Bodik et al. (2002) studied the performance of an ASBR treating domestic wastewater, obtaining an organic matter removal efficiency of 88%. The reactor influent was raw domestic wastewater supplemented with glucose and acetate, which comprised about 60% of the feeding COD, thus reaching a final total COD feed concentration of 650 mg/L. These treatment conditions were significantly more advantageous for anaerobic digestion. Alvarez et al. (2004) treated domestic wastewater (tCOD: 330 - 360 mg/L) in an UASB reactor reaching total COD removal efficiencies of 60%. Lew et al. (2004) reported COD removal efficiencies up to 75% in a two-phase system (UASB + anaerobic filter) operated at high OLR (around 5 kg COD/m3 x d); however, solids accumulation in both reactors occurred. Ratusznei et al. (2001) treated synthetic domestic wastewater in an anaerobic sequencing batch biofilm reactor (ASBBR) with low total suspended solids (TSS) concentration, achieving total COD removal efficiencies of 85%, but at a lower OLR (around 0.3 kg COD/m3∙d) than those applied in this study (0.4-1.2 kg COD/m3 x d). Sarti et al. (2007) studied two different mixing systems in a pilot ASBR treating domestic wastewater, at a similar OLR range to the range applied in this study. The reactor with liquid recirculation showed a lower tCOD removal efficiency (40%) than that obtained in the present work, while the values obtained in the ASBR operated with mechanical mixing were similar (60%).

    Figure 4 shows the variation of sCOD concentration during the reaction stage of each phase of operation. In phase I (Figure 4a), sCOD concentrations decreased during the first 3 hrs, indicating a quick degradation of the soluble organic matter present in the influent. Afterwards, the sCOD increased due to the solubilization of the suspended organic matter during the hydrolysis step. Finally, the sCOD decreased and provided the VFA degradation. Similar behavior was found in phase II (Figure 4b), although methanogenesis did not occur completely. During these two phases, the VFA concentrations were close to the analytical method detection limit (data not shown).

    However, a different profile was obtained for phase III (Figure 4c), where sCOD increased quickly within the first hour due to hydrolysis and remained constant for the rest of the reaction stage. Figure 4d shows the VFA level variation during the reaction stage of this last phase. The acetic acid levels increased continuously up to approximately 200 mg/L, whereas propionic and butyric acid concentrations remained constant with low values (< 40 mg/L). Assuming negligible activity of the methanogenic population, the ASBR VFA productivity during this acidogenic-hydrolytic operation (phase III) can be determined. Two clear zones can be differentiated (Figure 4e). In the first zone (first 1 hr), the VFA productivity was almost 10 times higher than in the second zone, showing the fast acidification of the sCOD present in the influent. In the second zone (last 7 hrs), the hydrolysis of suspended organic matter likely limited the acidification process.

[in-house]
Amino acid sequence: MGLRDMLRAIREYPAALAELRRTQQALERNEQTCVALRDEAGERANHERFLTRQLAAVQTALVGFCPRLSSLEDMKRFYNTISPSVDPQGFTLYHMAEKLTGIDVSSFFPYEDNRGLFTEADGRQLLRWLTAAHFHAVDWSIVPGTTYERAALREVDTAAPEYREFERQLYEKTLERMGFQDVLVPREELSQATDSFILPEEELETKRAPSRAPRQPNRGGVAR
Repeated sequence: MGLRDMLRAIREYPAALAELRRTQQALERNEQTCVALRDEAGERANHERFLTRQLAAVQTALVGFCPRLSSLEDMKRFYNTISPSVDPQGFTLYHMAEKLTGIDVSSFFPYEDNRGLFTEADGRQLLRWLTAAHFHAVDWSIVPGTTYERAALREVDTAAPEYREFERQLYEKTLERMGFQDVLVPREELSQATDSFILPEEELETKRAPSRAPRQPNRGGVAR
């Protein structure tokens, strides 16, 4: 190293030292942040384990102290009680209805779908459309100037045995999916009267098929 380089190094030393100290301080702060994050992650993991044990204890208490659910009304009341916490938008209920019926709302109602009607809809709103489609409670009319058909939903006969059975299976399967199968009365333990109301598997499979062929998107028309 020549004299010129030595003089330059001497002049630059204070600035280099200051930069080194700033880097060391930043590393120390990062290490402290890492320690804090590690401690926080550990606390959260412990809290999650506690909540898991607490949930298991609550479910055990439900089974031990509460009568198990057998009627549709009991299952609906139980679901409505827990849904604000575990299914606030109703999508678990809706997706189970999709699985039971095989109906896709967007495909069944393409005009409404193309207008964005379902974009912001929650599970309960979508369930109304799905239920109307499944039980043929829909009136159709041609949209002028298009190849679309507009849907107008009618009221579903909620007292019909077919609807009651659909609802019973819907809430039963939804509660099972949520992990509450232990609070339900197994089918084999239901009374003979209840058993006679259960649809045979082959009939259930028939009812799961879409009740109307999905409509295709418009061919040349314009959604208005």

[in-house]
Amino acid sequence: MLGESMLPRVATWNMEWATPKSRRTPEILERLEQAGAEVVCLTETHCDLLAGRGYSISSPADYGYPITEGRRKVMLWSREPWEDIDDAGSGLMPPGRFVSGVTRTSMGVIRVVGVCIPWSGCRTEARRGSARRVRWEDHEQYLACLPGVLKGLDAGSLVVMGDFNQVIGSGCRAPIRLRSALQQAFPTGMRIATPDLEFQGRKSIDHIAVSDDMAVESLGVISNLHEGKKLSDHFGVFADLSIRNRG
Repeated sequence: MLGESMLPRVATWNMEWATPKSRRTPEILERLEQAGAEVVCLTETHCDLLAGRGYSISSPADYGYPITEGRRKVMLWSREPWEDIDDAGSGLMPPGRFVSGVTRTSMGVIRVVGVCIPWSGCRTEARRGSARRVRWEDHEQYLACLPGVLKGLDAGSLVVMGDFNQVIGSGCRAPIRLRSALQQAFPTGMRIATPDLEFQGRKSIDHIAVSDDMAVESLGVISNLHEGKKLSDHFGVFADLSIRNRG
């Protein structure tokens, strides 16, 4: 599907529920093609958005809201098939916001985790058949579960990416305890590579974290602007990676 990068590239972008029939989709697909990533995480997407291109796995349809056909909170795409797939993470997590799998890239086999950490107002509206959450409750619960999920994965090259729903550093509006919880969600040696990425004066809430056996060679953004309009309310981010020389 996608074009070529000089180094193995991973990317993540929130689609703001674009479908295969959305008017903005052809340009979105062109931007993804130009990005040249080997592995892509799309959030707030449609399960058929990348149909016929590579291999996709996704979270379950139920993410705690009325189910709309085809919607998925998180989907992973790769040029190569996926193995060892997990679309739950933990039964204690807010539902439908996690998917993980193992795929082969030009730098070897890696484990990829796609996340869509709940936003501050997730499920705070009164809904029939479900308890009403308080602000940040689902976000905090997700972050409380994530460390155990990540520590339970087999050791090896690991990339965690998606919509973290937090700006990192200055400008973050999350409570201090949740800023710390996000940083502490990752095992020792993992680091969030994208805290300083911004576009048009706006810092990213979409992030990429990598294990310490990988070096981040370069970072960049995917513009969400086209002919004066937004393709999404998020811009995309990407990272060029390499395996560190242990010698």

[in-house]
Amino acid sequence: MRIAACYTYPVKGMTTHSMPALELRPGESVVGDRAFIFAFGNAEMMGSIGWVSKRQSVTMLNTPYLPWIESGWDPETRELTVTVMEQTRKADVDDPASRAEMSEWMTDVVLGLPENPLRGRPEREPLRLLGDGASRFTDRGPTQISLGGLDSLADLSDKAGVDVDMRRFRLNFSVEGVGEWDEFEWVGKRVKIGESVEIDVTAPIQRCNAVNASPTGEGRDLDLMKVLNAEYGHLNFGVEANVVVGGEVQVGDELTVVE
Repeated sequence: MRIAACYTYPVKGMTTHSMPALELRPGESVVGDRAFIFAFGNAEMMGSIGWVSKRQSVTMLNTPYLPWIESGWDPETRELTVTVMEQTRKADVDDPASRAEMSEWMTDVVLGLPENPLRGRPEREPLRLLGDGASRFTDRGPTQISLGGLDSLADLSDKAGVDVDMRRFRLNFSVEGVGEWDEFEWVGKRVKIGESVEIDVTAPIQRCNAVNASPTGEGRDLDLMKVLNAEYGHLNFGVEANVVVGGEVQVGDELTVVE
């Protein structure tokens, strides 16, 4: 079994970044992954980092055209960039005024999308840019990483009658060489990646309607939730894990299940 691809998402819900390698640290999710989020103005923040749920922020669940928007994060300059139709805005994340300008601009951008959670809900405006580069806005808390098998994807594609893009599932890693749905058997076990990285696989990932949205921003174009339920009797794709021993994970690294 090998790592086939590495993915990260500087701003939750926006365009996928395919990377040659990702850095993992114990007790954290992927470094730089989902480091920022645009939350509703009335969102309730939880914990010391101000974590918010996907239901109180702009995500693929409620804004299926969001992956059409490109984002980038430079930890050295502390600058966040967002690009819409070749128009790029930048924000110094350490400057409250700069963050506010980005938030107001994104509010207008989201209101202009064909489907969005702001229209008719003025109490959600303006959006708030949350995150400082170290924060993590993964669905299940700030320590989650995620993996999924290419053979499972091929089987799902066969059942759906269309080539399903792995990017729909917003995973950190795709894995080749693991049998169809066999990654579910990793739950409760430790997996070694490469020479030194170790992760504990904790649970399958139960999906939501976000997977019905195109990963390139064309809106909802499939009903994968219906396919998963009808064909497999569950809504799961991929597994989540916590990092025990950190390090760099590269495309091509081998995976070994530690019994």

Model evaluation

    Table 1 shows the kinetic parameters used for the model evaluation, which were selected from several studies carried out at operational conditions similar to the present work. All yield coefficients were taken from Bernard et al. (2001).

    Figure 5 shows the comparison between the experimental and modeled data. During the first 30 days (phase I), the model predicted lower values of tCOD than the data obtained experimentally (Figure 5a). This result can be explained by the fact that the second assumption made related to biomass concentration at the beginning of each cycle was not met, since the biomass settleability was very poor during the first days of operation and a continuous washout occurred. At the beginning of phase III, the model also predicted a tCOD lower than the experimental values, which is related to the instability of the system after the increase in the OLR; in contrast, more stable experimental values were obtained at the end of this phase, which were closer to the modeled ones.

    A better correlation was obtained for the sCOD (Figure 5b), although some deviations were also seen during phase II and at the beginning of phase III. This was probably due to the presence of other soluble compounds not defined in the model, such as ethanol or lactic acid.